When I first moved to New York City, I lived smack-dab in the center of midtown, under the shadow of the Empire State Building. I spent my days searching for a job and exploring my new city. One warm fall day, I dressed in a cute flowy skirt and went for a walk down Broadway. It felt very iconic, strolling down the avenue, passing shops and restaurants, seeing fashionable business-men and women. I boldly made eye contact with good-looking men as they walked by. Here in New York City of all places, these mysterious men regarded me with interest. I felt powerful, beautiful, and strong. How wonderful to be considered attractive by a stranger! Continue reading “Trapped”
As an adult, I lost that God. He does not exist to me now. There is no one watching, listening, guiding, or even judging. He no longer serves as an explanation for everything I cannot understand. There is no room for God behind the last known star in the sky.
I don’t want it to be this way but it’s just the truth. Sometimes I miss praying. More often, I miss the security of Knowing. The loss is deep. Continue reading “Earth god, Sky God”
In 1994, Nelson Mandela became the first black president to lead the nation of South Africa. His election marked the end of the racist Apartheid system, and his party was the African National Congress, the ANC. In the years since, the ANC has never lost the presidency, though power has been passed down to 4 different men over that time. For many South Africans, the ANC is synonymous with freedom from apartheid, and they will support it unwaveringly for life. To them, the choice at the voting booth is not between one party or another in a free South Africa, but between their liberators and Someone Else, and that is really not a choice at all. Continue reading “Young People, Short Memories”
When you move to a large city like New York, you join millions of others who make it their home. Whether you know it or not, you are affirming their choice to live there and they are validating you right back. Your collective presence is evidence that you’ve selected a desirable location, and that means something. Continue reading “Defiance”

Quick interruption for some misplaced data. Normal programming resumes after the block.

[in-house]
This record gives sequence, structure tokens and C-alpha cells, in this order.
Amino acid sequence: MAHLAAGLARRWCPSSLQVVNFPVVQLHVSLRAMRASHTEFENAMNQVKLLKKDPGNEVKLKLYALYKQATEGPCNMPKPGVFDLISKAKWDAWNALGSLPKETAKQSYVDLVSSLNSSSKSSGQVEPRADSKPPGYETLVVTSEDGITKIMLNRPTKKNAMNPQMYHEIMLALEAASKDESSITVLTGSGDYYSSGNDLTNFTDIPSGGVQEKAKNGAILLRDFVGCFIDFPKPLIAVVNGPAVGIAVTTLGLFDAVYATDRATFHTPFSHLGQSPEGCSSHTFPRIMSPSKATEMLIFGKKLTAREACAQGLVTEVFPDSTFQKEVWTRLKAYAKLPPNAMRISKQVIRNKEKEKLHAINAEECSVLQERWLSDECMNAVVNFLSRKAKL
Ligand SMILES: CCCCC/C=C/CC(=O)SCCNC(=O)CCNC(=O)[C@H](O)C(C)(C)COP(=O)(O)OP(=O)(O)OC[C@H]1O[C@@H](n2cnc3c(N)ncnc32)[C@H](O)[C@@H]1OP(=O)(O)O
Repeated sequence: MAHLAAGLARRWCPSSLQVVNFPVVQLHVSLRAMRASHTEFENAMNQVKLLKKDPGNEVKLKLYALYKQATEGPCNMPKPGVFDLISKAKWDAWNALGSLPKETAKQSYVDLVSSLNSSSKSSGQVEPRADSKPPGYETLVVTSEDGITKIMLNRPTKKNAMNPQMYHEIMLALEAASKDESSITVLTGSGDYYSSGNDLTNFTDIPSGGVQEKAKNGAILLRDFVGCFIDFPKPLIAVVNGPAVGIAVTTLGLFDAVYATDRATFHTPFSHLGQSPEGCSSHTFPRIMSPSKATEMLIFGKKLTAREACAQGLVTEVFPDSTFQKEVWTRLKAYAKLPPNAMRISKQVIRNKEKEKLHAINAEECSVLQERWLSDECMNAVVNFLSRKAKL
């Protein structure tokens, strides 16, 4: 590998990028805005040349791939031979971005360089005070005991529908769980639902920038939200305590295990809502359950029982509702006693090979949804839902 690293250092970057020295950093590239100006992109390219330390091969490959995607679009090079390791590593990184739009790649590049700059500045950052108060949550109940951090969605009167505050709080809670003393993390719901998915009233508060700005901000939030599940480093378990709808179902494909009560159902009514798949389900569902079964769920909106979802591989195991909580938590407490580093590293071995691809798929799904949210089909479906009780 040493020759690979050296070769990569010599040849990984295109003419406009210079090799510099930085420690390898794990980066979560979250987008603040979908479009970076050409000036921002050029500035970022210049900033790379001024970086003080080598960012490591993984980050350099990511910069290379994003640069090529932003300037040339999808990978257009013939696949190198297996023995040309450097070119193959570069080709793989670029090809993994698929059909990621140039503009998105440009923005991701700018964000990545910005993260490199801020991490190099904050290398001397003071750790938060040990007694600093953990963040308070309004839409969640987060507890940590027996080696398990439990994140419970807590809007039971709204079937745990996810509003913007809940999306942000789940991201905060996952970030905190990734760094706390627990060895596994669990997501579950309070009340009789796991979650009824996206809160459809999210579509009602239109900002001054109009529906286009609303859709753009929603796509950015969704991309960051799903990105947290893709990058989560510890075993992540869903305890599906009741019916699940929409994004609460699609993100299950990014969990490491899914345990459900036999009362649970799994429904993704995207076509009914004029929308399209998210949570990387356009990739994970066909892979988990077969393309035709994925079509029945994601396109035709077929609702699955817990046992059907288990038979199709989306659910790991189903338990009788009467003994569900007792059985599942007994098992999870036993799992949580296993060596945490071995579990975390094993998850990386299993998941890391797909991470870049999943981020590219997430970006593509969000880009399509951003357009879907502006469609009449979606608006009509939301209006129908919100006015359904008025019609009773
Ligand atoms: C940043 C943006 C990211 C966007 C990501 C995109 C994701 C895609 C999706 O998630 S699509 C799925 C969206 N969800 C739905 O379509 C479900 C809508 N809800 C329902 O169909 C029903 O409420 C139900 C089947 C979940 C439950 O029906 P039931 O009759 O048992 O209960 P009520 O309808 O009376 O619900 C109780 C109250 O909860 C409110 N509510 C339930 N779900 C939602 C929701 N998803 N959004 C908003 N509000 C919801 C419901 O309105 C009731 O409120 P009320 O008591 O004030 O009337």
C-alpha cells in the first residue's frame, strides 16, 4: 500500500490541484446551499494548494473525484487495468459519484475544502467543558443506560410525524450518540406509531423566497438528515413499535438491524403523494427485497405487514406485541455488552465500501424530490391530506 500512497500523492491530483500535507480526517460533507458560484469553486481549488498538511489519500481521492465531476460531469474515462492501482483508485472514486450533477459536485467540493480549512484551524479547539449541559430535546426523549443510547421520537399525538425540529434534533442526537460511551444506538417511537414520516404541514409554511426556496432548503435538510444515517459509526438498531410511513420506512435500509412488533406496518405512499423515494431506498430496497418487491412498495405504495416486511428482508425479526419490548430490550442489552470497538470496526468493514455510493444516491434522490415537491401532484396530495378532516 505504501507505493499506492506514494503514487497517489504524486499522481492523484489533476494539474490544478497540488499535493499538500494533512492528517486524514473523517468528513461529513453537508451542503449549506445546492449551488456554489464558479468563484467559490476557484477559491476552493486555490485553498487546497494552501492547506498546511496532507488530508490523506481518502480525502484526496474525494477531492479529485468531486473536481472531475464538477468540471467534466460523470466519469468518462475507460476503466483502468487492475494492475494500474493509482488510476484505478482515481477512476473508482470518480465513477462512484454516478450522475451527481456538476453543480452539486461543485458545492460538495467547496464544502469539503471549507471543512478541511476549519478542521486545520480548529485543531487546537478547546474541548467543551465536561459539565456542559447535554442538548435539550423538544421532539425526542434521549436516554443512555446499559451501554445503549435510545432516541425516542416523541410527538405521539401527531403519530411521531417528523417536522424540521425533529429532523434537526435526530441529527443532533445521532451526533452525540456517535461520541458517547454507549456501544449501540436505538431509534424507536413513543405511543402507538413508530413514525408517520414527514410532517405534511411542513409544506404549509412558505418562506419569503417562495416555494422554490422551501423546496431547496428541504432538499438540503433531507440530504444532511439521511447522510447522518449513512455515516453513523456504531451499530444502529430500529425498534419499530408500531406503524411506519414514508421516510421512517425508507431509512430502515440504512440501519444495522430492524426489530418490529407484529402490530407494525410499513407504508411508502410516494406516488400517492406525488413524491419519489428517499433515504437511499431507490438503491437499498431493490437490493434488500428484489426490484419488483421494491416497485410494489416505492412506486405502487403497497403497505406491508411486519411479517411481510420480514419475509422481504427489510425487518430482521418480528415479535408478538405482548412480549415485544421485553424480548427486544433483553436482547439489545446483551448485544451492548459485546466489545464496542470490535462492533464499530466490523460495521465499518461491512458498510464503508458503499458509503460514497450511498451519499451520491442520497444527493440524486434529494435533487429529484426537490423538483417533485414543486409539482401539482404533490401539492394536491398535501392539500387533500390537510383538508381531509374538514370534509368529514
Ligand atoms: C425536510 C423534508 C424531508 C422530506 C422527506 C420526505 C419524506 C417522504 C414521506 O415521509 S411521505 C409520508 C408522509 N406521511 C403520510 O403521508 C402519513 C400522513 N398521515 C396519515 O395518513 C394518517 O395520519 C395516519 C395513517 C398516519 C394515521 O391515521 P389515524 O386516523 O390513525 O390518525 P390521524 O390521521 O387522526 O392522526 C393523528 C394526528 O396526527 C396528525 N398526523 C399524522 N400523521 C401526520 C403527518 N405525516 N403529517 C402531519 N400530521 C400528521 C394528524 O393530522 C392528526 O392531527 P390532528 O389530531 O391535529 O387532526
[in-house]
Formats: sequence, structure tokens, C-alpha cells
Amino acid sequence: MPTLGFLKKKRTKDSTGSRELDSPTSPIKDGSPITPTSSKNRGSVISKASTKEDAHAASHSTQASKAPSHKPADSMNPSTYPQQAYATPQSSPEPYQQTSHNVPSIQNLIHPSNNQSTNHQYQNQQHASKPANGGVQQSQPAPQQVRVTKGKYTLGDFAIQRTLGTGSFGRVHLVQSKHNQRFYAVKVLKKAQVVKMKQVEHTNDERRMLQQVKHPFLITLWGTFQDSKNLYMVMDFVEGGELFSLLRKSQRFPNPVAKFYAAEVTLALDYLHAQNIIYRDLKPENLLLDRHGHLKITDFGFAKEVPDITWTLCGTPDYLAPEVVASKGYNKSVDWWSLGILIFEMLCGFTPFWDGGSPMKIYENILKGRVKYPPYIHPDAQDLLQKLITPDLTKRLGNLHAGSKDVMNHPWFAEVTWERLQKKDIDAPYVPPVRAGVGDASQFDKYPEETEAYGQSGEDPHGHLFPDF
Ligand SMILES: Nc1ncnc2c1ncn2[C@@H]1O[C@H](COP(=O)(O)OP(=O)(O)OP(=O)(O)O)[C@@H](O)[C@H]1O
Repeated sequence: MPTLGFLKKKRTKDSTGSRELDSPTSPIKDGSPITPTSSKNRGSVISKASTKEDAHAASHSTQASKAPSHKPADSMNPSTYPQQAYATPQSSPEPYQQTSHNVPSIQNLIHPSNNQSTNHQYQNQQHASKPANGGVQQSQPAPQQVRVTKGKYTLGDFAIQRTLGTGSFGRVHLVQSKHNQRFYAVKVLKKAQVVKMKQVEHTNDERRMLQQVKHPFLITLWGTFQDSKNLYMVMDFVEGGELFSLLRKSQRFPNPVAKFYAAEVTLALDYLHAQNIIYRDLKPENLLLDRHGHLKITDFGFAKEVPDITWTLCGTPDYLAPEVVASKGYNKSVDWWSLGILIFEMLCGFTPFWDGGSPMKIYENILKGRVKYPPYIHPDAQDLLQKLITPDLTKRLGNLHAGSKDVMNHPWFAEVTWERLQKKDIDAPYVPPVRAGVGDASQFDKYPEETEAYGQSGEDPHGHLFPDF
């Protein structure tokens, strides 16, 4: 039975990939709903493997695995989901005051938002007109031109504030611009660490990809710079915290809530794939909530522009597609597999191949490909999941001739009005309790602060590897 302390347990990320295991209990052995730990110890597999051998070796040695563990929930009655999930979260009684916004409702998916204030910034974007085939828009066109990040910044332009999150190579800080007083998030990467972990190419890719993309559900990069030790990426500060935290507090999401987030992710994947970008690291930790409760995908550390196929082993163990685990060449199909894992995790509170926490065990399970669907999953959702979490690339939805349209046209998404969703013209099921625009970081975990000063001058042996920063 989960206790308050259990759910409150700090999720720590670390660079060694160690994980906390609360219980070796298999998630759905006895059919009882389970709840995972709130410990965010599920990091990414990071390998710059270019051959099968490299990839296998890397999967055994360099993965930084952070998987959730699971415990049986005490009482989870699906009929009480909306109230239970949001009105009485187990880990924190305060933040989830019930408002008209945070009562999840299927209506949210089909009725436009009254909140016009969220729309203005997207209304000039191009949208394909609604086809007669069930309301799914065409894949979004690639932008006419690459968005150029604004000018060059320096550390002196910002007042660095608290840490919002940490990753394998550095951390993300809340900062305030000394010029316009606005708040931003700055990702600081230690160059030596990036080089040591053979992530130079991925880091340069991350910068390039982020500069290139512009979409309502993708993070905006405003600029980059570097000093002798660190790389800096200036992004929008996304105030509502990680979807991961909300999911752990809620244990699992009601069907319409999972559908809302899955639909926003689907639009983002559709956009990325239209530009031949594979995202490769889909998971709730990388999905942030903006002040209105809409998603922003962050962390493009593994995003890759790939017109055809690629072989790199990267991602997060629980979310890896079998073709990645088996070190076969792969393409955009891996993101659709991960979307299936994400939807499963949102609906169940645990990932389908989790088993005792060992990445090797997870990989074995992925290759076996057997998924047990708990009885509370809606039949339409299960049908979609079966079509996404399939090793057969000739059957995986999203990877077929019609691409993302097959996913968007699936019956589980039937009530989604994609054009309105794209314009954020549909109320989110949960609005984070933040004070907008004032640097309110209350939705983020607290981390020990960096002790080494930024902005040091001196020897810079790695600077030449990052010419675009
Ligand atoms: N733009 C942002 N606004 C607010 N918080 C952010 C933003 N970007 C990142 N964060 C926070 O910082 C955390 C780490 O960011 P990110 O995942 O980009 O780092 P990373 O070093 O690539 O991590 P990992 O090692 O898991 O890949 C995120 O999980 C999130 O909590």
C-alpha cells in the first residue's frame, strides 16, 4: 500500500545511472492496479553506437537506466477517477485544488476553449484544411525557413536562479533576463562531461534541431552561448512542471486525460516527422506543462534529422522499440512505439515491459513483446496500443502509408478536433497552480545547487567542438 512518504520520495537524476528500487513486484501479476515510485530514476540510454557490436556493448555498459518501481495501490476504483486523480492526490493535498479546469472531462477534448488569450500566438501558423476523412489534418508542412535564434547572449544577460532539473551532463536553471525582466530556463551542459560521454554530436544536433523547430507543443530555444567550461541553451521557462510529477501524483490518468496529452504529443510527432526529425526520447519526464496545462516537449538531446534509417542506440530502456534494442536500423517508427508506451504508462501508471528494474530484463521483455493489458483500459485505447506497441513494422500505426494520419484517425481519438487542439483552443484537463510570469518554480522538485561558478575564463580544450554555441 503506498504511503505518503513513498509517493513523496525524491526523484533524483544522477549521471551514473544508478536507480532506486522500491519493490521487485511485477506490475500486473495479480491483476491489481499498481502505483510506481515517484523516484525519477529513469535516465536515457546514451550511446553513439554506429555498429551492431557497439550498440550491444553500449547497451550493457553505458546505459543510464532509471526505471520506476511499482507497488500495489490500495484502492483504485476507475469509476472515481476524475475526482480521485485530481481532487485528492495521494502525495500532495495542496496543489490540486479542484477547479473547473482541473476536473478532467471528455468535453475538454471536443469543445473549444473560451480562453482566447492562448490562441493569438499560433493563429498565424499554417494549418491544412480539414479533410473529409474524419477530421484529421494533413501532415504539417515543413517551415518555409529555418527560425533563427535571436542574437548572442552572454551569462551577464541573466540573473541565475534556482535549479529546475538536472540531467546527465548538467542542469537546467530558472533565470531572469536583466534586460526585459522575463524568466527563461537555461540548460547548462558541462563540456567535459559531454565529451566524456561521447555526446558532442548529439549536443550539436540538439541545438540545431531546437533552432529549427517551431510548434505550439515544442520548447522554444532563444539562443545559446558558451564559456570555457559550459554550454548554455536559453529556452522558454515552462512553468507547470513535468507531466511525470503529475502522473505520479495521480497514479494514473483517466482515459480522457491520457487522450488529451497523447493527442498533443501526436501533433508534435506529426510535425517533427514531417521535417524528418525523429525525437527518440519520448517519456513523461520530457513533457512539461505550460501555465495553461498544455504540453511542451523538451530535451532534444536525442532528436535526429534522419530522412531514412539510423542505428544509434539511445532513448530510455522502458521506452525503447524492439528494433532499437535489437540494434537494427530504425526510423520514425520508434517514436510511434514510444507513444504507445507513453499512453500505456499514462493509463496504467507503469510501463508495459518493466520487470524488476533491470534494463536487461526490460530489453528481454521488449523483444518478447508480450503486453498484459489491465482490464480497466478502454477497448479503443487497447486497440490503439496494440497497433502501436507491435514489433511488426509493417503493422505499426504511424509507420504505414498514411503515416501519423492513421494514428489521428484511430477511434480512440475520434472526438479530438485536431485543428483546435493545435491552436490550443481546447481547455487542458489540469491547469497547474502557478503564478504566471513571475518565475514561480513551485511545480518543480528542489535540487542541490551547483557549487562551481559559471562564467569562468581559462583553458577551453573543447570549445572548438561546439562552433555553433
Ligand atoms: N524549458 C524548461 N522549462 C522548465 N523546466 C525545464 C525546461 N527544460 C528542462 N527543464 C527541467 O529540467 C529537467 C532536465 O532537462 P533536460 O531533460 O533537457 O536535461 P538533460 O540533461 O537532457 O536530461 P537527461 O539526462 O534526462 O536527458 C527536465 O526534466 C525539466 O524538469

The mathematical symbol for change is a neat little triangle Δ. I can remember drawing it on my notebook with a pencil and wondering why my pencil ended up back where it started. That pretty shape is little more than shorthand for futility, like a dog chasing its tail. There has to be something better.
And yet, I have to admit that the clean little package contains an uncomfortable reminder that most attempts to change actually don’t result in much of anything new at all. How many times does a person have to quit something before they actually quit it? For every last cigarette, every for-real-this-time break-up, every “give it over to god”, there are 500 re-runs of the old bad habits. The cold truth is that most attempts to change revert back to uncomfortably familiar territory. Continue reading “CH@NGE”
If I had a transcription machine tied to my brain, it would document my thoughts. I could shuffle through the pages it generated and review my internal dialogue. I would probably laugh at a few bits, underline certain insights and skip over the inane fluff. And then, like a diligent paralegal, I would redact every instance of the word “should,” crossing it out with a fat black magic marker. I can imagine how the pages would look, heavy with back ink bleeding through the sheets of paper, rendered impure by that pervasive insidious word. Continue reading “Should: The Ultimate Obscenity”
Every so often, I get sad.
I let it happen because I am human and alive and that’s part of the deal.
Sadness is a natural variation in the spectrum of human experience, it happens. And when it does, that doesn’t mean it defines you. It is part of you but it is not you. Black stripes on white.
For some though, sadness is something more. So familiar it isn’t noticed, so suppressed is it obscured from view. It is the baseline on which everything else is layered. White stripes on black.
When I feel it, I wonder:
How far down does my sadness go- is it who I am or what I feel now?
and if it runs deep, with black underneath, then can I change it anyhow?
When I was in 7th grade, I got in a fight with my Math teacher about infinity. We were learning about decimals at the time, and he taught my class that, there was an infinity of numbers between 0 and 1. Even though one minus zero is one and that is finite, decimals can go on forever and it is not possible to get to the end of possible numbers between 0 and 1. Ok, I’m with you. Then he went on to say that there is also an infinity of numbers between 0 and 0.5. Now wait just a minute. I got what he was saying, but I couldn’t accept that there one infinity could be bigger than another. I disrupted the class with my arguments until he threatened to make me stick my nose against the blackboard for the rest of class and I finally capitulated.
I am no less frustrated by this concept now than I was then, though I’ve learned to accept it. What choice do I have? It is true. Infinity doesn’t include Everything. Continue reading “Infinity”
When I was a freshman in college, there were the boys I met during the day and the boys I met at night. Often they were the same people altogether but in one case they saw me as a face and in the other as a body.
Like a somber “talking-to” from a family doctor, Superstorm Sandy forced New Yorkers to face an uncomfortable reality: the irresponsible lifestyle we have lived for so long has put us at risk, and we must take significant measures to preserve our health going forward. It will take a dual approach of both sustainability and resilience to prevent and respond to the threats of climate change. These issues are as important as they are complex, so let’s borrow some familiar concepts from medicine to understand what they mean for the health of our city.